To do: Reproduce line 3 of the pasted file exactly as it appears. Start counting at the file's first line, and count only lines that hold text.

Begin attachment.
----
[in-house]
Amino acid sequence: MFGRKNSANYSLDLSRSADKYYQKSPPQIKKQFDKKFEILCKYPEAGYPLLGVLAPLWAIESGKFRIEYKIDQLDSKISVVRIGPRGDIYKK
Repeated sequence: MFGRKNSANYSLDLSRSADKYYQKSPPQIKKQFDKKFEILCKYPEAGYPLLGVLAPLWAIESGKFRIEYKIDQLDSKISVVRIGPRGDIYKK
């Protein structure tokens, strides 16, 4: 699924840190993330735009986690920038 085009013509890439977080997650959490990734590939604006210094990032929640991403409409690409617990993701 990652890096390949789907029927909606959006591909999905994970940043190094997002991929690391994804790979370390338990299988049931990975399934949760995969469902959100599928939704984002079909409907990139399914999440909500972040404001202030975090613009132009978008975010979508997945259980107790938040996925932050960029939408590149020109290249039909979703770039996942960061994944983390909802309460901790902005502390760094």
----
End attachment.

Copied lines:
Repeated sequence: MFGRKNSANYSLDLSRSADKYYQKSPPQIKKQFDKKFEILCKYPEAGYPLLGVLAPLWAIESGKFRIEYKIDQLDSKISVVRIGPRGDIYKK